Thursday, September 6, 2007

Human Papiloma Virus

Human Papiloma Virus - often referred to simply as "HPV" - is a virus that spreads by skin-to-skin contact or sexual contact; especially sexual intercourse. Thirty-seven of approximately one hundred different strains of human papiloma virus are known to be spread sexually. HPV causes warts and certain strains lead to cervical cancer.

Wait, it's an STD...?

Not necessarily. Human Papiloma Virus is the name given to many different strains of the same virus. It is commonly linked to warts generally, and genital warts specifically.

Genital warts, sometimes referred to as venereal warts are caused by one of about thirty strains of HPV. Thirteen of these strains are classified as high risk strains. Two of these strains (Types 16 and 18) are strongly linked to cervical cancer.

How did I get it?

If you're like approximately fifty percent of the sexually active population of the western world there's a good chance that you contracted human papiloma virus via sexual contact with an infected partner.

Unfortunately it is possible to be infected with HPV without displaying any symptoms and without feeling unwell. There's a strong possibility that if you contracted the virus from your partner, he or she was unaware that they were a carrier, and may even still be unaware.

It is vitally important if you believe that you are infected with human papiloma virus that you inform any sexual partners that you may have had. As previously noted, two specific strains of HPV have been identified as the cause of virtually all cases of cervical cancer. It is important that any female who believes she may have been exposed to human papiloma virus to schedule a pap smear without delay.

Complications from HPV
are not limited to females - aside from cervical cancer, complications (although rare) include anal cancer and cancer of the penis.

How do I cure it?

In short, you can't. There is no cure for human papiloma virus. Genital warts (or warts in other areas) are a symptom of the virus. Removing the warts does not cure the virus. Fortunately in most cases people are generally able to rid themselves of the virus after a few months, although it is common also to remain infected with the virus for a number of years.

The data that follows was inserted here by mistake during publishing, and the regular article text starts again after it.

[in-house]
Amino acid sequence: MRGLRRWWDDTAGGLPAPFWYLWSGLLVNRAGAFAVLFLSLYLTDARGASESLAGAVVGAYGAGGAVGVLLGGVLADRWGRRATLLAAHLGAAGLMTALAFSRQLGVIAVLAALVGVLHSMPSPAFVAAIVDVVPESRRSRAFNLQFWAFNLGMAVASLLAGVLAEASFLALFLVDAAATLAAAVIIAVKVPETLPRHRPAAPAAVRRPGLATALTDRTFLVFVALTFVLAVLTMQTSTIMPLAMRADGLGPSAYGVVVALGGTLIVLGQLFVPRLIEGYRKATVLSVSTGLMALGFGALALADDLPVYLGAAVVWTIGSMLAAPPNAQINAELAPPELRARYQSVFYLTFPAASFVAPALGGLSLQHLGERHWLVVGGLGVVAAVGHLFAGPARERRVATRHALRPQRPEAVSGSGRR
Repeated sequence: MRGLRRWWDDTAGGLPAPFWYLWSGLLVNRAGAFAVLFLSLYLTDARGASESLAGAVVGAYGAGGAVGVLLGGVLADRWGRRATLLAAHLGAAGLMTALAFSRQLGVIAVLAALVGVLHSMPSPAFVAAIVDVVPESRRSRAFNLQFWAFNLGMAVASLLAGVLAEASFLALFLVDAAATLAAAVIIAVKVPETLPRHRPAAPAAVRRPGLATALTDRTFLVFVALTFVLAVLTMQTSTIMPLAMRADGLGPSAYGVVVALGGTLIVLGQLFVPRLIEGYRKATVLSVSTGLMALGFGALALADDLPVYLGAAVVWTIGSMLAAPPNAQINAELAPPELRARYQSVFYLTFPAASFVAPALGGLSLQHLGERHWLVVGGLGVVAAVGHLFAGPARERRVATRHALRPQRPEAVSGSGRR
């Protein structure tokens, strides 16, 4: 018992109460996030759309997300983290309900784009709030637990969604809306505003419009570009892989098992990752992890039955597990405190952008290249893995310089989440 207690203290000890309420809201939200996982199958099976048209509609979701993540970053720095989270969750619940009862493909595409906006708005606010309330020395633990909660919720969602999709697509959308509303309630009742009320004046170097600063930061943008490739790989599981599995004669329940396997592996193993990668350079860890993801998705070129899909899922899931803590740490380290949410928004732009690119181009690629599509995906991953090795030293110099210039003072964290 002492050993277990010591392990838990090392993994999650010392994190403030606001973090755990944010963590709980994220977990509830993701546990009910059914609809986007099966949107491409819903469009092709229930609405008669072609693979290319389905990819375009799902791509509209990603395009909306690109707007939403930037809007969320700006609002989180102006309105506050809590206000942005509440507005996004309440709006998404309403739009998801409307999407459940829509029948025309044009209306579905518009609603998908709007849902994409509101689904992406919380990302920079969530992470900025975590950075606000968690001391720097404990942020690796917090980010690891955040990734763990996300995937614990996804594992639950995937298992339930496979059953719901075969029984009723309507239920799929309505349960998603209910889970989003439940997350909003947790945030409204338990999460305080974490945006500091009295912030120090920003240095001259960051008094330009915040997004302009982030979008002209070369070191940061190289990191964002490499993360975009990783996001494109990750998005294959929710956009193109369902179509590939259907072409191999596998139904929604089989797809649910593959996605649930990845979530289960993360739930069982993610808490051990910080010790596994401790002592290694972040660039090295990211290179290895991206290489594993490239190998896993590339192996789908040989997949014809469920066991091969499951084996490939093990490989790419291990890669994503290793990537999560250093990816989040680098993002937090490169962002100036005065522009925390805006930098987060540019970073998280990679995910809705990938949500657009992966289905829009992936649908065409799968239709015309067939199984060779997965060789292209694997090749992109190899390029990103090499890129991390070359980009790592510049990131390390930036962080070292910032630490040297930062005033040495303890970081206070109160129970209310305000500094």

Isn't there a vaccine?

Until recently there was no vaccine to protect against human papiloma virus.

Recently-released vaccine Gardasil (for girls aged between 9 and 26) is used to vaccinate against human papiloma virus types 6, 11, 16 and 18.

Types 16 and 18 have been identified as responsible for over seventy percent of cervical cancer, and types 6 and 11 have been identified as responsible for approximately ninety percent of cases of genital warts.

Please note that whilst there is a vaccine, these are not therapeutic drugs and will not help you get rid of HPV.

OK, so how do I get rid of the warts?

You may feel uncomfortable discussing your problem with a stranger, even if that stranger is a doctor. If you're nervous or uncertain about visiting a doctor about an outbreak of warts in your genital area, you can check this out.

Otherwise, the traditional medical treatment for warts (genital or otherwise) caused by human papiloma virus is usually one of the following:
  • Freezing: Liquid nitrogen is used to freeze the surface of the wart.
  • Burning: A hot wire or laser will be used to burn off the water (under local anaesthetic)
  • Chemical paint - Chemical paint is applied to the wart which burns the wart tissue, causing it to fall off.
  • Cream: This is applied for a period of a few weeks and will cause skin to peel away, taking warts with it.
For genital warts, do not use over-the-counter treatments intended for use on regular warts. Ano-genital areas (especially mucous membranes) are much more sensitive than other areas of your skin. Applying harsh chemicals to these areas is dangerous.

If you're worried about using harsh chemical paints and creams or applying liquid nitrogen (at -320 degrees) to your genitals, there are many other remedies you can try. If you're worried about asking for a genital wart cream from a pharmacist face-to-face, you can order products online such as this.

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